By James Bewers
With empty seats around him, LSU designated hitter Chris Sciambra walked back out under the lights at TD Ameritrade Park.
His final game as a Tiger had ended, and he was virtually the only one left on the field. He stood behind home plate and eventually sat down atop the matting that lines the backstop. For a few minutes, he soaked in the aura that is the baseball stadium in Omaha, Nebraska. As a graduated senior who went undrafted, the 8-4 elimination loss to TCU in the College World Series may have been the final time he will play baseball at a high level.
Reality may not have fully set in at point, but Sciambra, a player who was instrumental in LSU’s return to Omaha, tried to embrace it.
Regardless of how their season ended, Sciambra and the Tigers had made it to the pinnacle of college baseball. But success for this baseball program is only measured by championships, specifically national championships, so it is must be difficult to understand the feeling of not achieving the coveted prize.
“The tough thing about this business is you work so hard all year—really for the years leading up to this year,” said LSU coach Paul Mainieri. “You have hopes and aspirations, and then the finality of it is so quick and so cruel, really. You expect to be playing for the championship. Your teams wins 54 games during the season, and you win championships along the way. But the one you really want to win is so difficult.”
The 54 wins this season weren’t a program record nor a best for Mainieri. But just one series loss all year and a No. 1 ranking for most of the season gave many the feeling this team was destined for its first championship in six years.
Left-handed reliever Zac Person said winning in the College World Series takes more than fans truly understand.
“I don’t think people get it,” Person said. “Just making it here is tough. The top eight out of all the teams in the NCAA—that’s a small percentage. Just making to this point is extremely difficult…you don’t make it here without being quality. In order to win here, you have to be very talented and very lucky at the same time. If you don’t get your breaks, you will get knocked off.”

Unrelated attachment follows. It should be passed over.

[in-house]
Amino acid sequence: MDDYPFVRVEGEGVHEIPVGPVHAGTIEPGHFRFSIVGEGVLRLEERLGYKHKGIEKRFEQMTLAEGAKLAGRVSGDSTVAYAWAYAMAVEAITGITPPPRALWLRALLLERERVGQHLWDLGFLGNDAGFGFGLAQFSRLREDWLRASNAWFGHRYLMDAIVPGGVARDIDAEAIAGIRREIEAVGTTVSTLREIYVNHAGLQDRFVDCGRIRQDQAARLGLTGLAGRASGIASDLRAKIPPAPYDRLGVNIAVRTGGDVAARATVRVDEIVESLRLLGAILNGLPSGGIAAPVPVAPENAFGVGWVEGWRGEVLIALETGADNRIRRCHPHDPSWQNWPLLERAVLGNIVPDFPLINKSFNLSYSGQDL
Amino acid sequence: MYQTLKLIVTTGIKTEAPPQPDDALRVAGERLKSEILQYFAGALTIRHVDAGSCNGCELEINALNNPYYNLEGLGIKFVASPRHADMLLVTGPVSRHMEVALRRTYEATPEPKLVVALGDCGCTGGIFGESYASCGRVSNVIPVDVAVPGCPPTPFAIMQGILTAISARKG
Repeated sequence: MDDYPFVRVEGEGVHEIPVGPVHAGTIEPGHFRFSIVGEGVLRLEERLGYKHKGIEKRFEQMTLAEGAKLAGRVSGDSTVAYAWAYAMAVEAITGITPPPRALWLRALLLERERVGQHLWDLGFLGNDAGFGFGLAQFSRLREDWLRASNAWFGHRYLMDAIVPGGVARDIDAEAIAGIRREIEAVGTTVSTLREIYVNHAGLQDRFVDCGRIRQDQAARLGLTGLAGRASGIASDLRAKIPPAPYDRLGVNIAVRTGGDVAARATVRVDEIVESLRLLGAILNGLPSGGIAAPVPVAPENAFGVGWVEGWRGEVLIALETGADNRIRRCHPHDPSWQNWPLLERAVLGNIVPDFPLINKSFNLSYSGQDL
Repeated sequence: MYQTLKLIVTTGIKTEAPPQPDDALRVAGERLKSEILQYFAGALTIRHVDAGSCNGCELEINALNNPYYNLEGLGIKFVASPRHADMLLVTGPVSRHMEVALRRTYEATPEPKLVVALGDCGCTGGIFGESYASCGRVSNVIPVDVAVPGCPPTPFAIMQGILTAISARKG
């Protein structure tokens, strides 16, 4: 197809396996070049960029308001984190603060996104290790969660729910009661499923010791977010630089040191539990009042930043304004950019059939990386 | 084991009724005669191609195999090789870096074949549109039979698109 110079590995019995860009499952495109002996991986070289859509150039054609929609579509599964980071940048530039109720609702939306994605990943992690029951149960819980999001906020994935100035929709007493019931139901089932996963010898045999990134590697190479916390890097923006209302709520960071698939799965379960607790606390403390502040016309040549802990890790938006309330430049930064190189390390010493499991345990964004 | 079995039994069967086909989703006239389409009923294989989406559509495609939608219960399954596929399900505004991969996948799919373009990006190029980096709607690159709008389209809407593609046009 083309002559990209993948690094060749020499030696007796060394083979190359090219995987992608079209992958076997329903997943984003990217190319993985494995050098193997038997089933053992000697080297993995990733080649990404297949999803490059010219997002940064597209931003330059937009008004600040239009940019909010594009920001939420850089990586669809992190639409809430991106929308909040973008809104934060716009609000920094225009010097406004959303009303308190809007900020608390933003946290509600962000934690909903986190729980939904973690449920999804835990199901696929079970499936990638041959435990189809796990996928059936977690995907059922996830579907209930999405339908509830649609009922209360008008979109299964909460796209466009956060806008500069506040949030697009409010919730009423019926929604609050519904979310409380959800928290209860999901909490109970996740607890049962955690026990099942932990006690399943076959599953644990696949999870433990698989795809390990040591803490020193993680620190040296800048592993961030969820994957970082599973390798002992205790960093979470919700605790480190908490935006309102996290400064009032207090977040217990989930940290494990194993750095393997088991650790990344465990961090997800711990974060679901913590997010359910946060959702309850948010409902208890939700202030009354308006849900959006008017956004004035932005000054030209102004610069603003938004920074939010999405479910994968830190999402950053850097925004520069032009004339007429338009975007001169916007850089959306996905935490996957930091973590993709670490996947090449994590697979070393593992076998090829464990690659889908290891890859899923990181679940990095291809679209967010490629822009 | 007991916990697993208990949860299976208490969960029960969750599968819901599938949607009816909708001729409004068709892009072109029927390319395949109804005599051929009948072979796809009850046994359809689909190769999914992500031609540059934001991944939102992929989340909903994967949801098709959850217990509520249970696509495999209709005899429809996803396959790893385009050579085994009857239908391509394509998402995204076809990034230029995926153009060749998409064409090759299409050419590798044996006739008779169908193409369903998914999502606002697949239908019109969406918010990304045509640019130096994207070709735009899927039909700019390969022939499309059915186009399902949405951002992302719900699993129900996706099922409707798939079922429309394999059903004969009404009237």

LSU entered the season with the No. 1 recruiting class and an experienced lineup to match, but even before they played a game, breaks didn’t fall in the Tigers favor. First, top pitching recruiting Mac Marshall left the program to play at a junior college next season. Then, freshman lefty Jake Latz, another highly touted pitching prospect, injured his elbow, which continued to linger and kept him out for the entire season. With sophomore lefty Jared Poche’ being the only regular starting pitcher with experience, the Tigers’ task of replacing first round draft pick Aaron Nola became that much more difficult.
Although national freshman pitcher of the year Alex Lange proved to be no fluke and the team held the lowest ERA in the SEC, LSU never firmly established a No. 3 starting pitcher, which turned out to be its fatal flaw.
“We had some bad breaks this year, where we lost out on a couple of kids that we thought were going to help us a lot and kind of just made us a little more thin that we need to be, Mainieri said. “But the kids that went out there and pitched, I think [pitching coach] Alan Dunn did just magnificent work with all of them. They made themselves competitive. The margin for error is just so small when you don’t have a mid-90s fastball or the knockout breaking ball.”
But LSU’s strength could be found in its experienced lineup, which was made up of seven future draft picks. The experience didn’t go to waste as the club held top-ten national ranking in batting average, runs and stolen bases. But the Tiger bats mysteriously vanished at the conclusion of the SEC Tournament and throughout most of the NCAA Tournament—something the pitching staff couldn’t make up for in Omaha.
At the pace it was on for most of the season, a talented lineup like this one seemed immune to a drop off, but as Mainieri will lament, baseball can humble any player or team.
The Tigers’ season ended ungracefully and unsatisfying, but leaders like junior shortstop Alex Bregman want fans to remember the passion the departing players brought to the program, remaining adamant the players returning have unfinished business.
“We left it all out there every time we took the field,” Bregman said. “We love playing for coach Mainieri and the other coaches. The road to Omaha starts with the guys that are in the that locker room that are coming back next year. It starts now.”